You are not what you own.
"Imagination will take you everywhere," said Albert Einstein, and he was right. As humans, we're limited in what we know and understand, but imagination transcends all of that.
Unfortunately, we tend to bolster our fantasies by buying the props that go with them. Francine Jay, author of The Joy of Less and Lightly, calls this "aspirational stuff." These are the things we buy to project a certain image, to impress others, or to help ourselves believe we're a certain type of person.
I once imagined I was a great home cook, so I decided I needed a shelf full of celebrity cookbooks and drawers full of specialty gadgets. With a little more imagination I might have decided I needed a professional six burner stove and a Sub-Zero refrigerator too.
In reality, I don't enjoy multi-step cooking day after day. I fix crock pot and one skillet meals, I use certain recipes often, and I've decided I don't have to impress anyone. I have a binder that holds all my recipes, I find new recipes online, and I need only basic utensils.
I sing opera, so I used to imagine I needed a closet full of formal gowns. The reality is that I sing opera, but the director puts me in a costume and a wig. I need only one elegant black gown to be appropriately dressed for the occasional solo or recital gig. Sparkly earrings or a silk wrap of any color can be added for variety.
It took me a while to notice that my fantasies tended to require a lot of stuff while the reality could be satisfied by a minimalist approach. Did I buy all that stuff just to bolster my sense of self worth? Or to combat boredom? Does it really take courage to admit that I don't own a citrus zester or a full set of Le Creuset cookware? Is it my gown that people come to see, or is it my voice they come to hear? It's not that hard to decide I want to be known for my voice! I'm not going to perform a Mozart aria in jeans and a tee shirt, but elegance and professionalism don't require a closet full of one-time-use formals. And if my voice isn't top-notch, the extensive wardrobe won't fool anyone.
It's what I do, not what I have, that really matters.
A friend of mine uses one pattern over and over, purchases different fabrics as needed, and has given away dozens of well-loved heirloom baby quilts. Another keeps adding to a large, expensive, and hard-to-store fabric stash, but hasn't finished a quilting project in several years.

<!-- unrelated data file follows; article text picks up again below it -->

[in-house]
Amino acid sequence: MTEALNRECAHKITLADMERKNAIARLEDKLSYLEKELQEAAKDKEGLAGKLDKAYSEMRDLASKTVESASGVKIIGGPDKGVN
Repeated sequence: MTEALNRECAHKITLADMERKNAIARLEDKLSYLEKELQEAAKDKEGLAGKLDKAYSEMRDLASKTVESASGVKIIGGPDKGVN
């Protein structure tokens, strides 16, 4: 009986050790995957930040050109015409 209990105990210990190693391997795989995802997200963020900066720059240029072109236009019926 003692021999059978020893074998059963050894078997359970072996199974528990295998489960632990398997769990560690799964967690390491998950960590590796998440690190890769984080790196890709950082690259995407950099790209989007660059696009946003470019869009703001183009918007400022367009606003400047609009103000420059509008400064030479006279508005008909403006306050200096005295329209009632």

Recognize that you are not the same person you were ten years ago. Your interests, tastes, and life circumstances have changed. Maybe it's time for you to declutter your attachment to the title "Quilter" because that's no longer who you are. Make a decision to keep only those things that support who you are today.
Do you own top-of-the-line backpacking gear you haven't used in a while? Maybe you're nearing 60, and you have a bad knee, so the most you can handle is a not-too-strenuous day hike, but you hang on to all the paraphernalia because you once planned to traverse the entire Muir Trail. Why don't you keep that photo of yourself looking fit and handsome on a long-ago hike in Yosemite, but donate or sell the equipment? Then start imagining the challenge you might like to try now.
Fantasies are fun, and they can be useful for identifying what you care about and where your interests lie.
But beware of trying to purchase the fantasy. Invest your limited time, energy, and money actually doing what you like rather than buying stuff, since things will never make you something you are not.
- High-end clubs won't make you a championship golfer, only years of hard work and practice will do that.
- Designer shoes won't make you a supermodel; it takes genes, confidence, hard work, and luck.
- A new vacation home won't guarantee quality time and happy family memories. You need to actually spend the time playing with, talking to, and listening to your kids. And you can do that anywhere.
Stop shopping so you can spend more time learning, creating, and enjoying the people and the beauty around you.
Please share in the comments if you're finally ready to declutter the props for someone you used to be or once thought you'd like to be.